Nigeria’s Financial System Suffers Deficit As Banks Face Liquidity Pressure

Deposit Money Banks (DMBs) persistent borrowings from the Central Bank of Nigeria’s (CBN) standing lending facility (SLF) have driven the financial system into deficit.

This is according to investment banking firms, and analysts’ reports.

Some banks are currently facing liquidity pressures, a condition that continues to drive funding rates higher, according to analysts’ chats with MarketForces Africa, saying banks not having enough cash is a big issue, analysts added.

Last week, a large number of local lenders offloaded a portion of the investment securities in the fixed income market to increase their respective liquidity positions.

Nigerian deposit money banks are facing low deposits from their customers, an aftermath effect of the failed implementation of the Naira redesign policy which spooked economic activities.

In its note, TrustBanc Capital Limited said the financial system closed with a deficit balance of ₦262.28 billion – a net short position amidst weak inflows to support the liquidity level in the market.

As a result, interbank funding rates –report and overnight lending rates held firm at 18.63% and 19.00%, respectively, according to analysts. In the near term, TrustBanc Capital expressed a view that funding rates will remain elevated, while liquidity condition remains tight.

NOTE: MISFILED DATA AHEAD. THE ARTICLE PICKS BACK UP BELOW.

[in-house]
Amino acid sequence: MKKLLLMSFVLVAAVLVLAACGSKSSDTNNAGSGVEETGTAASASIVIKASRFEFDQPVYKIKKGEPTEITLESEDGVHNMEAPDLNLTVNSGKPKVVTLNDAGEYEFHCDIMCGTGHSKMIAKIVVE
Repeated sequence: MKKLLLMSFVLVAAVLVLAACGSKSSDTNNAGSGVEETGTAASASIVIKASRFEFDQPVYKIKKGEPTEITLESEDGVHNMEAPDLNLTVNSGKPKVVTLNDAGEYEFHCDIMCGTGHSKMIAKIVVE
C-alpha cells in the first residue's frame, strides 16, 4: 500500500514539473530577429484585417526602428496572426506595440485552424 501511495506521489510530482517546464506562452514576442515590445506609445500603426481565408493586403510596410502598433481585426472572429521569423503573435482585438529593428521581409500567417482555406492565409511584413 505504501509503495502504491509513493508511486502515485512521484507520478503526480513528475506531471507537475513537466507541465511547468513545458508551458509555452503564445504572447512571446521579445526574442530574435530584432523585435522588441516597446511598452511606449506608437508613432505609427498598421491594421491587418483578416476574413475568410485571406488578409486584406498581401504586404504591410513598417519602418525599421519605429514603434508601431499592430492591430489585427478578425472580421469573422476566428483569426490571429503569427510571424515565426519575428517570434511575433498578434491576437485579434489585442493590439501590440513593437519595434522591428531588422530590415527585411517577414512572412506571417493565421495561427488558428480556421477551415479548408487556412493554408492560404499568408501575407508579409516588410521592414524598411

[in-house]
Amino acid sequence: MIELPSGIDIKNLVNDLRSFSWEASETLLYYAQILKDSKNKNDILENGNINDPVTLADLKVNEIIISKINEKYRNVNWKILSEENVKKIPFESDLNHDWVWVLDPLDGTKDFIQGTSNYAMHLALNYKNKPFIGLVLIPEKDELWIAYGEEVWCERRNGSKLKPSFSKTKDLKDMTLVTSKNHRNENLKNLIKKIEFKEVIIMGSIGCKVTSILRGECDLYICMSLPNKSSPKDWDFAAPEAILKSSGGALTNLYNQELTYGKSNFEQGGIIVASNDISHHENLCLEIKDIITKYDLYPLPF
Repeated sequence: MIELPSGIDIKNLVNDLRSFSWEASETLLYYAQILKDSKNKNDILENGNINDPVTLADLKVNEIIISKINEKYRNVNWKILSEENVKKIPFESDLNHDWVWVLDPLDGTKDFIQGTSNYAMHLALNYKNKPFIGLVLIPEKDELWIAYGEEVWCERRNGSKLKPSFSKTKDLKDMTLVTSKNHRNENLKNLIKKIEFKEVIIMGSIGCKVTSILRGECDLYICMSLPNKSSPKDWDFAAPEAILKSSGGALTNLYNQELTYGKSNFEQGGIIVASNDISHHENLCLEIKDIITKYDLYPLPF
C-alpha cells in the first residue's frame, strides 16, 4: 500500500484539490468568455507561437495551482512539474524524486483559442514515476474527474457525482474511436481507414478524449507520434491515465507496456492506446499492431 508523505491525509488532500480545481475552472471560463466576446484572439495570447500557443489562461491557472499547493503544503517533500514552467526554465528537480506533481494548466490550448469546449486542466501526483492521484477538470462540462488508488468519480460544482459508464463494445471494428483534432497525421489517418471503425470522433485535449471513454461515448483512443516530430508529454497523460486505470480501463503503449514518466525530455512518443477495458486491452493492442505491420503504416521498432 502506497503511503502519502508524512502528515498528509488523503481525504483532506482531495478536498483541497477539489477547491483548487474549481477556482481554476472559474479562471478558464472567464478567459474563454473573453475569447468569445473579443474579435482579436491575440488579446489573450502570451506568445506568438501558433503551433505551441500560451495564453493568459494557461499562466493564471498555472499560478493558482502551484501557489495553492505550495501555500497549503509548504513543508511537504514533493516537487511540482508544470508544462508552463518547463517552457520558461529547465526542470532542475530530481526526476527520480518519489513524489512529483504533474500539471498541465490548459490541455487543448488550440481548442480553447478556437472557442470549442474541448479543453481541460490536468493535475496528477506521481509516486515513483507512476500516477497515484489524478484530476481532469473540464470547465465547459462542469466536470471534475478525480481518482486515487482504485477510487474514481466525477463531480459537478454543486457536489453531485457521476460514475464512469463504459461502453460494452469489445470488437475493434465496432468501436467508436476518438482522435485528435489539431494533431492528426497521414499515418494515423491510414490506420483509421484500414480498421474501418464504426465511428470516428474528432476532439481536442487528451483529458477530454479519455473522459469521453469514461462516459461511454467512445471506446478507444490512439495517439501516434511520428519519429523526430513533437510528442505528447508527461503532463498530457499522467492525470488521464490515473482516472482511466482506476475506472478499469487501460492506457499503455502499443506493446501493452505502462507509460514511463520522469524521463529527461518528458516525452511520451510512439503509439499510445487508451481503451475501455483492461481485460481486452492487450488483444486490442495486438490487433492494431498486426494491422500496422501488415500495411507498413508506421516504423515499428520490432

This week, analysts at TrustBanc Capital projected that a Bond auction settlement worth ₦360 billion will exert more pressure on available liquidity.

However, the anticipation of Bond coupon payments may provide a light cushion for deposit money banks, according to analysts. On Friday, the CBN debit for secondary market intervention sales (SMIS) auction settlement expanded the deficit in the system to ₦250 billion.

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Analysts said throughout last week, local banks battled with illiquidity as the system closed with a negative balance for the 7th consecutive business day. Liquidity level declined following debits for Nigerian Treasury bills and open market operation auctions by the monetary authority last week

To meet short-term funding needs, TrustBanc Capital said a number of Nigerian lenders made away with an aggregate sum of ₦888.19 billion through the CBN’s Standing Lending Financing (SLF) window.

As a result, interbank funding rates traded near market cap levels all week – 18.6% and 19%, reflecting liquidity tightness has not eased after weeks of staying at double digits highs.

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